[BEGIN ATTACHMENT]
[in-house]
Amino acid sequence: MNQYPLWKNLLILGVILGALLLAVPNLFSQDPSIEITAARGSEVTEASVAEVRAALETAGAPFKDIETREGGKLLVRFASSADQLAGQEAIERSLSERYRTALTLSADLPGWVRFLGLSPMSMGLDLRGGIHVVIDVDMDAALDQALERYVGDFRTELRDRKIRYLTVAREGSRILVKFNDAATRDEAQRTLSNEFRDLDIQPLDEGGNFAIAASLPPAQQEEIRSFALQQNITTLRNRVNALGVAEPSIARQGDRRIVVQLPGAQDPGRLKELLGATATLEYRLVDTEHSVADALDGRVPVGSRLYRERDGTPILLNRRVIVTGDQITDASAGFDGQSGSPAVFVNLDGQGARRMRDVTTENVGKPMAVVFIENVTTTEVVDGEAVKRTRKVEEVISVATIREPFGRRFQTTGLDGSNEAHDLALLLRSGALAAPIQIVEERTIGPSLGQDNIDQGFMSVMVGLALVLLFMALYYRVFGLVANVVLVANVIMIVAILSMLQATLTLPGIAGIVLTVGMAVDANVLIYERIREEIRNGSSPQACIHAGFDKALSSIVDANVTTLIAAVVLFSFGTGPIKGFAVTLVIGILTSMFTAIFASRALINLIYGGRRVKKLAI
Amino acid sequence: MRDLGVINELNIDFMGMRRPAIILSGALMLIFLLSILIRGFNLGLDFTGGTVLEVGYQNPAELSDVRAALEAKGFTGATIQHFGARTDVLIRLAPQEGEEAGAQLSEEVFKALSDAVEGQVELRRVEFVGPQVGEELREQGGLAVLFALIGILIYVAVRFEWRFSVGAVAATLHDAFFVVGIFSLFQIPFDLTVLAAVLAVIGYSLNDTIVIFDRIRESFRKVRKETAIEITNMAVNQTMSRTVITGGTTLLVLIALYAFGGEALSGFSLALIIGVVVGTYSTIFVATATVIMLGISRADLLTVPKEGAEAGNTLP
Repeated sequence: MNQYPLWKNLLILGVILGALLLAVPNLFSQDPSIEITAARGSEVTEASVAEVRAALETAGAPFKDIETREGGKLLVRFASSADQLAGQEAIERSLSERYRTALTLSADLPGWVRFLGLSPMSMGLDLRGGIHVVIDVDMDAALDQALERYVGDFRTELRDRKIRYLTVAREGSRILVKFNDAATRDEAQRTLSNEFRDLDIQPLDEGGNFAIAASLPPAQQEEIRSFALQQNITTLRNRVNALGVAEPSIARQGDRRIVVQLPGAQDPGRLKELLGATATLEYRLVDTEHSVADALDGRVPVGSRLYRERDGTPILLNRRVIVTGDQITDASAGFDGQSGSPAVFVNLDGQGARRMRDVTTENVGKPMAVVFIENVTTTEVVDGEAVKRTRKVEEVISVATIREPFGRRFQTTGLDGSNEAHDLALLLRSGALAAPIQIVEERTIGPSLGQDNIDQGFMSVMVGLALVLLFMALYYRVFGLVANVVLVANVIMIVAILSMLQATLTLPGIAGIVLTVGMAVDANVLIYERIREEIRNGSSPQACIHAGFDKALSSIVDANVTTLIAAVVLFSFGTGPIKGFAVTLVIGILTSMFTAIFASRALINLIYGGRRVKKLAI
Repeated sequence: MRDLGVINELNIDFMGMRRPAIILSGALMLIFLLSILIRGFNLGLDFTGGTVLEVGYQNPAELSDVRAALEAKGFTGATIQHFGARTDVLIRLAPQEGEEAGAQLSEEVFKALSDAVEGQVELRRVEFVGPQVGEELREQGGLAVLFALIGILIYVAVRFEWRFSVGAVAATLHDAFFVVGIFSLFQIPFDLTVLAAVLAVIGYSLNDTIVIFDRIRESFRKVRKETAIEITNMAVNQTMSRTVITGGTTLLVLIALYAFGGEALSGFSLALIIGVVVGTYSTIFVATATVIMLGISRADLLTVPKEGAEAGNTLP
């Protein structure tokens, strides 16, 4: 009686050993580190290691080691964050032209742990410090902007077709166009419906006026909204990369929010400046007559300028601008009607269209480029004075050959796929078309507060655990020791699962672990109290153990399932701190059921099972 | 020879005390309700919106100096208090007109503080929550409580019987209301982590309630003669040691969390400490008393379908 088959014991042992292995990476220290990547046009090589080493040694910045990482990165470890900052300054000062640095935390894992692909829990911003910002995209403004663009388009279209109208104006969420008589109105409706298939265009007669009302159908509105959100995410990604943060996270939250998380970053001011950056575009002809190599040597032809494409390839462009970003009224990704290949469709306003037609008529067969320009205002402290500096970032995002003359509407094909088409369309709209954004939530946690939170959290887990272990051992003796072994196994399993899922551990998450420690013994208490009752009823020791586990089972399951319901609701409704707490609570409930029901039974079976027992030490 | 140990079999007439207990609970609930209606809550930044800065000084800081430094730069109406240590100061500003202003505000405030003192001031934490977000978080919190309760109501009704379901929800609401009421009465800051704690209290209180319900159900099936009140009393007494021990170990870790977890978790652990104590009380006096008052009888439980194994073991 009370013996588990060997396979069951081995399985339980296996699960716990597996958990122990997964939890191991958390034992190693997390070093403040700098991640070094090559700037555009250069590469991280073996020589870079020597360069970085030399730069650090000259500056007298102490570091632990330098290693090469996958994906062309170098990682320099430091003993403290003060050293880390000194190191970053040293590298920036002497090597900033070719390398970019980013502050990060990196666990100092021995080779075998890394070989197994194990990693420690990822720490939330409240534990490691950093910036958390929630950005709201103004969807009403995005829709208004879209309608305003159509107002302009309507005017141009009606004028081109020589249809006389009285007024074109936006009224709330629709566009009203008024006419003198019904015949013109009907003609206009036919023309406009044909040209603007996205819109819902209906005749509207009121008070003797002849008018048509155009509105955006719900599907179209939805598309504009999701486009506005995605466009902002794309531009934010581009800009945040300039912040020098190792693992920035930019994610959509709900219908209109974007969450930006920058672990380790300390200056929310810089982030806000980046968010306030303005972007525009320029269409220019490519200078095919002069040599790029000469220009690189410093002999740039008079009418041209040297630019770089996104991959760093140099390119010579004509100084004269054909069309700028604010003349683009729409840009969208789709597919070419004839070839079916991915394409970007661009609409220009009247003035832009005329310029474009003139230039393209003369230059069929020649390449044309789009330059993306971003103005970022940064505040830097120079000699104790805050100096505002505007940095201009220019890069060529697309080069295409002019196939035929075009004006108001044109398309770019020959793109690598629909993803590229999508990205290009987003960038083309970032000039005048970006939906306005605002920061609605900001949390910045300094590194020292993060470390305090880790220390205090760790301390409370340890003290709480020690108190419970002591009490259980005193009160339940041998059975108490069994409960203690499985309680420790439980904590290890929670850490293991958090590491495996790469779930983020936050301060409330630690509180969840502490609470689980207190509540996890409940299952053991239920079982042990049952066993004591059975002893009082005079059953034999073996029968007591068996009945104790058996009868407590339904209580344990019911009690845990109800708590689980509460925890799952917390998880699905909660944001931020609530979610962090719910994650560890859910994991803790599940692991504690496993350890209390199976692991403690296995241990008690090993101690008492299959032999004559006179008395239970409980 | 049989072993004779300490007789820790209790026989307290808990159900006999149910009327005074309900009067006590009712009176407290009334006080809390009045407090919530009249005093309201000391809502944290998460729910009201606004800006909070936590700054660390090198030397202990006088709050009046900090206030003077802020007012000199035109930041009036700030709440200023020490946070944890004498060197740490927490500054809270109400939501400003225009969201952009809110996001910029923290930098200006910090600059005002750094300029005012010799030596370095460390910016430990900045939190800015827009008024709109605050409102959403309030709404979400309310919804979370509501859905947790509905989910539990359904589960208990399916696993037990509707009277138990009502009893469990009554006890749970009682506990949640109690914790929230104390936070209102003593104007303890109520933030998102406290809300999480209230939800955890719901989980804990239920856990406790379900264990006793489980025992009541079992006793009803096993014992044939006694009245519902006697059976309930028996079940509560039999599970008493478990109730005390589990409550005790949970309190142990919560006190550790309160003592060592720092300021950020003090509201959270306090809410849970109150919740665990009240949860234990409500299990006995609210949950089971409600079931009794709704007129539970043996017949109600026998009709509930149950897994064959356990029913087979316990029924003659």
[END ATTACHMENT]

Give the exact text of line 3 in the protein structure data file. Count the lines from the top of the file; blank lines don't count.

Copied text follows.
Amino acid sequence: MRDLGVINELNIDFMGMRRPAIILSGALMLIFLLSILIRGFNLGLDFTGGTVLEVGYQNPAELSDVRAALEAKGFTGATIQHFGARTDVLIRLAPQEGEEAGAQLSEEVFKALSDAVEGQVELRRVEFVGPQVGEELREQGGLAVLFALIGILIYVAVRFEWRFSVGAVAATLHDAFFVVGIFSLFQIPFDLTVLAAVLAVIGYSLNDTIVIFDRIRESFRKVRKETAIEITNMAVNQTMSRTVITGGTTLLVLIALYAFGGEALSGFSLALIIGVVVGTYSTIFVATATVIMLGISRADLLTVPKEGAEAGNTLP